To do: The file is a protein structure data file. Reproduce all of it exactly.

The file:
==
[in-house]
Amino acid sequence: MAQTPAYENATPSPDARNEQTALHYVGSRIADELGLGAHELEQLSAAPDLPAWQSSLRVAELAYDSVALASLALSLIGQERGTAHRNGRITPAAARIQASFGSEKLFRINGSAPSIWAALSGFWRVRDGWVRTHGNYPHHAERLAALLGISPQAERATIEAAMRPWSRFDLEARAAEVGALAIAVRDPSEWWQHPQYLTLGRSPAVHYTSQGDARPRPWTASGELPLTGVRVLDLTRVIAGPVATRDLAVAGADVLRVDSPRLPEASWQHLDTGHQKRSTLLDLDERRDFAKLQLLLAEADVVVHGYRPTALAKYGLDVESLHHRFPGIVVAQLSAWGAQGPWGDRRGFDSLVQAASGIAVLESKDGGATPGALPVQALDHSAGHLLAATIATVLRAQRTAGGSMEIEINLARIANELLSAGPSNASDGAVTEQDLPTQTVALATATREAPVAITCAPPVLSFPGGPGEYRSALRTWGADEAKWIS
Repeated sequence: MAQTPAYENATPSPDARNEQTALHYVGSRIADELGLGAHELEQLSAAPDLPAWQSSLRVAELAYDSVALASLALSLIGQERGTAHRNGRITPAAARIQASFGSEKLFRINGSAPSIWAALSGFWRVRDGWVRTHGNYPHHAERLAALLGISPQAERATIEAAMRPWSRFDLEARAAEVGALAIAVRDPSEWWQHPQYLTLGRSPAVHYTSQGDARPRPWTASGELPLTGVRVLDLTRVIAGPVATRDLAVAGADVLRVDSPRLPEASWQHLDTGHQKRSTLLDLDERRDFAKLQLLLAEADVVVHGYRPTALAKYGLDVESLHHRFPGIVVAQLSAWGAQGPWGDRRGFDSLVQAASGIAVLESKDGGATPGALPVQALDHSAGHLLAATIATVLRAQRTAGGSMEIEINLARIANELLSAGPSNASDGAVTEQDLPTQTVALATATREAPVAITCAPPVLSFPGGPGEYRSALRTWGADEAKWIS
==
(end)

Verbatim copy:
[in-house]
Amino acid sequence: MAQTPAYENATPSPDARNEQTALHYVGSRIADELGLGAHELEQLSAAPDLPAWQSSLRVAELAYDSVALASLALSLIGQERGTAHRNGRITPAAARIQASFGSEKLFRINGSAPSIWAALSGFWRVRDGWVRTHGNYPHHAERLAALLGISPQAERATIEAAMRPWSRFDLEARAAEVGALAIAVRDPSEWWQHPQYLTLGRSPAVHYTSQGDARPRPWTASGELPLTGVRVLDLTRVIAGPVATRDLAVAGADVLRVDSPRLPEASWQHLDTGHQKRSTLLDLDERRDFAKLQLLLAEADVVVHGYRPTALAKYGLDVESLHHRFPGIVVAQLSAWGAQGPWGDRRGFDSLVQAASGIAVLESKDGGATPGALPVQALDHSAGHLLAATIATVLRAQRTAGGSMEIEINLARIANELLSAGPSNASDGAVTEQDLPTQTVALATATREAPVAITCAPPVLSFPGGPGEYRSALRTWGADEAKWIS
Repeated sequence: MAQTPAYENATPSPDARNEQTALHYVGSRIADELGLGAHELEQLSAAPDLPAWQSSLRVAELAYDSVALASLALSLIGQERGTAHRNGRITPAAARIQASFGSEKLFRINGSAPSIWAALSGFWRVRDGWVRTHGNYPHHAERLAALLGISPQAERATIEAAMRPWSRFDLEARAAEVGALAIAVRDPSEWWQHPQYLTLGRSPAVHYTSQGDARPRPWTASGELPLTGVRVLDLTRVIAGPVATRDLAVAGADVLRVDSPRLPEASWQHLDTGHQKRSTLLDLDERRDFAKLQLLLAEADVVVHGYRPTALAKYGLDVESLHHRFPGIVVAQLSAWGAQGPWGDRRGFDSLVQAASGIAVLESKDGGATPGALPVQALDHSAGHLLAATIATVLRAQRTAGGSMEIEINLARIANELLSAGPSNASDGAVTEQDLPTQTVALATATREAPVAITCAPPVLSFPGGPGEYRSALRTWGADEAKWIS